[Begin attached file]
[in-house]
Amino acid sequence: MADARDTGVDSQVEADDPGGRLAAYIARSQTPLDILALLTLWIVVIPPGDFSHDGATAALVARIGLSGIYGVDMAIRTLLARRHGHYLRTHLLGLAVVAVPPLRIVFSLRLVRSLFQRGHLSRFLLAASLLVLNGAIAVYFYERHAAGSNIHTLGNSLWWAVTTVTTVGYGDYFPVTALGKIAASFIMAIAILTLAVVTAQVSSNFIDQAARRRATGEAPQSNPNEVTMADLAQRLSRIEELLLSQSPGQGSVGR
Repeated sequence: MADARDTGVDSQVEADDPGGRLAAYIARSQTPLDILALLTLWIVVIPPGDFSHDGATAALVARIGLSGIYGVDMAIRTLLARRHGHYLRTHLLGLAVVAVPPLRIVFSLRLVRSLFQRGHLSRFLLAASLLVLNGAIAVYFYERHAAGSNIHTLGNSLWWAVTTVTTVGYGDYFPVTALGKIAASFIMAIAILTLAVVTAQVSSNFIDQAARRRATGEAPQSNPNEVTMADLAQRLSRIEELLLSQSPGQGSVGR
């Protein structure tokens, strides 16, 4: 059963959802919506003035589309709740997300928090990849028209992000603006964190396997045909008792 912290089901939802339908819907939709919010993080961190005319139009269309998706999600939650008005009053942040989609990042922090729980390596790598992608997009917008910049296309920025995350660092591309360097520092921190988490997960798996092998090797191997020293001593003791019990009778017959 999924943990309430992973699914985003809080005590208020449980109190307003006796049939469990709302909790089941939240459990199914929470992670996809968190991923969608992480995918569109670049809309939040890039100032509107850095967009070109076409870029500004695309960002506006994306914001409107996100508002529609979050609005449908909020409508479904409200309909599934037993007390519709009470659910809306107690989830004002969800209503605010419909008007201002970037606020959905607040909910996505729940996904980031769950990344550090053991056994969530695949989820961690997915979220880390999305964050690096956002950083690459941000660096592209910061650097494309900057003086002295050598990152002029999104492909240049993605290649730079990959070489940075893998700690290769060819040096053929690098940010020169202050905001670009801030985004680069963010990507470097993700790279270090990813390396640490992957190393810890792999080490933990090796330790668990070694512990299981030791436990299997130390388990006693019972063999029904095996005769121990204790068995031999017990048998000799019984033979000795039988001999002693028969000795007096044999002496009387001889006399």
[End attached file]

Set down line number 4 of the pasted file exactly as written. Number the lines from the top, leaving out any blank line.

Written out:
């Protein structure tokens, strides 16, 4: 059963959802919506003035589309709740997300928090990849028209992000603006964190396997045909008792 912290089901939802339908819907939709919010993080961190005319139009269309998706999600939650008005009053942040989609990042922090729980390596790598992608997009917008910049296309920025995350660092591309360097520092921190988490997960798996092998090797191997020293001593003791019990009778017959 999924943990309430992973699914985003809080005590208020449980109190307003006796049939469990709302909790089941939240459990199914929470992670996809968190991923969608992480995918569109670049809309939040890039100032509107850095967009070109076409870029500004695309960002506006994306914001409107996100508002529609979050609005449908909020409508479904409200309909599934037993007390519709009470659910809306107690989830004002969800209503605010419909008007201002970037606020959905607040909910996505729940996904980031769950990344550090053991056994969530695949989820961690997915979220880390999305964050690096956002950083690459941000660096592209910061650097494309900057003086002295050598990152002029999104492909240049993605290649730079990959070489940075893998700690290769060819040096053929690098940010020169202050905001670009801030985004680069963010990507470097993700790279270090990813390396640490992957190393810890792999080490933990090796330790668990070694512990299981030791436990299997130390388990006693019972063999029904095996005769121990204790068995031999017990048998000799019984033979000795039988001999002693028969000795007096044999002496009387001889006399």